I immediately phoned Susan, a sweet, smart lady in her early 40s. She was weighing her options about surgery and doctors, and gathering information about her course of treatment. She was also terrified. I reassured her about the success of current cancer therapy, but what she really wanted to know were the little things, like does it hurt when your hair falls out? (No, but your scalp feels tingly, like someone pulled your ponytail too tight.) These are the questions that fall under “What you always wanted to know about having breast cancer but were too afraid to ask,” a category that is still too relevant.

This October marks the 20th anniversary of National Breast Cancer Awareness Month. According to the American Cancer Society, an estimated 217,440 people in the United States, almost all women, will be diagnosed with breast cancer in 2004. Despite growing awareness and funding for this disease, the incidence of breast cancer has continue to rise since the 1980s, and while detection methods have improved, there is still no foolproof prevention method.

So, for all those out there who are or will be new members of the Breast Cancer Sisterhood — the sorority no one chooses to join but is, especially in the Jewish community, very popular — here is a list of what to expect during treatment:

Surgery

There are many choices when it comes to breast cancer surgery: lumpectomy, simple mastectomy, bilateral mastectomy. If you decide to opt for the “extreme makeover,” take comfort in the fact that, at least, both sides will match.

The reconstruction process can be uncomfortable and it takes a long time. Be patient.

There are advantages to not having nipples. Clothes look better on you, it’s harder to tell if your breasts are uneven and no one knows when you are cold.

Hair

The best hair substitute for nighttime: ski caps.

The good news, for those of us who have had a close relationship with Gillette since the seventh grade: by the time your hair returns, you will actually miss shaving.

Be prepared for people, especially kids, wanting to touch your bald head.

Wigs are itchy, but if you buy one that fits your appearance, you will look and feel more normal.

Scarves and hats are a lot more comfortable, but they tend to draw attention to you, especially if you are young. However, I’ve noticed on the days when I am wearing a scarf, more people go out of their way to be nice to me — which is a big boost when you’re feeling unwell.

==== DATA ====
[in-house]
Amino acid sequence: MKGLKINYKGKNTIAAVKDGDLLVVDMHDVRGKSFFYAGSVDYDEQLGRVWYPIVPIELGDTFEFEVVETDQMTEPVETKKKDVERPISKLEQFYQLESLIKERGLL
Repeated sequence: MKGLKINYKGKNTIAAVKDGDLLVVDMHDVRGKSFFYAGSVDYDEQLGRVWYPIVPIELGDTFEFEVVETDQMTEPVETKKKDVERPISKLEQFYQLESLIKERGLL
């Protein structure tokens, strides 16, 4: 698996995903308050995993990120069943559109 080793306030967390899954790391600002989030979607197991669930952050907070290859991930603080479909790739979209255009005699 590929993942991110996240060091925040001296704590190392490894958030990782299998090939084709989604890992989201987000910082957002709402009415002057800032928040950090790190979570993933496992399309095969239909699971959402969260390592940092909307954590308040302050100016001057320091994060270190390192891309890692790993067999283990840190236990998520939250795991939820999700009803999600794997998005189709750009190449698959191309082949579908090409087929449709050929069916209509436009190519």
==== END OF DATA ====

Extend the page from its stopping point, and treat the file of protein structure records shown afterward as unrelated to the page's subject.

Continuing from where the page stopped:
Not-So-Glorious Food

Although it might be tempting to eat your favorite meal the evening before or the day of chemo, don’t. The associations between food and nausea are so strong you might never want that meal to cross your palate again.

Along those lines, the best advice from my nutritionist, Rachel Beller, was to avoid eating good-for-you foods, like fish, around chemo days. Spicy foods and anything too hot or too cold should also be off the list.

Chemotherapy tends to make people anemic, so think Atkins.

You will crave strange things, or only be able to eat a certain food after one chemo session and a different one after the next. (For me, it was the Caesar salad from Sharky’s, alternated with, of all things, pea soup.) If it’s legal and you can eat it, go for it.

Speaking of legal: not only is it a bad idea to fast on the designated holidays when you are undergoing cancer treatment, several rabbis advised me you are not allowed to do so. God will understand.

Emotional Rollercoaster

PMS has nothing on cancer. You will be moody. Forgive yourself for it.

It may sound cliche, but cancer really does give you the opportunity to examine your life and your relationships and make the changes you have been putting off for years.

At least one friend will not be able to handle what you are going through.

Unexpected people will come out of the woodwork to support you. Outside of my family, my two best friends through this whole process have been Ronette K., who teaches at my mom’s school, and Linda C., my brother’s girlfriend’s mother. Ronette sent me funny get-well cards after every chemo (I had 10 courses) and kept me in mystery books during my recovery from surgery; Linda ended her chemotherapy the day I got my diagnosis and was my mentor through the whole treatment process. I wouldn’t have made it without either one of them.

All in the Family

Husbands/significant others are the greatest unsung heroes in this battle. Remind people to check on them instead of you every once in a while.

As with friends, some family members will handle your situation better than others.

Kids can be your greatest allies. For little ones, you don’t have to tell them much, just what they might need to know. Like that Mommy will be living in the bathroom for the next three days.

Beam Me Up, Scotty

Compared to chemo, radiation seems like a cakewalk. Some people do get exhausted from it, so while you may be feeling better, this is not the time to take up lacrosse.

Yes, you will be asked to get tattooed. If this freaks you out, there are alternatives, but a tattoo provides the best record for any possible future radiation. The tattoos are tiny, not the big, rosy “Mother” ones found on certain bikers. Your doctor can give you a note for the chevra kadisha (burial society) if you feel the need.

Know that, even if you do get the tattoos, the radiology staff will draw on you. With a big marker. In dark, purple ink. As if you needed one more thing to make you look strange.

Words to remember: body lotion. Some people swear by aloe vera; I like Aveeno with the colloidal oatmeal (which, by the way, doesn’t mean any kind of special oatmeal — it’s just minced up really fine so they can get it in the lotion).

The machinery used during radiation emits a loud, annoying whine that makes it difficult to lie still. Find a “theme song” you can run through your head to distract you. (Mine is the overture from “Star Wars.”)

Recovery

Just when you start getting good at dealing with the chemo and radiation, it’s over. Thank God.

Wendy J. Madnick was diagnosed with breast cancer in December 2003. She awaits the return of her hair with growing anticipation.

In this, the Jewish Journal’s seventh annual honor roll of high-school graduates, we find that our f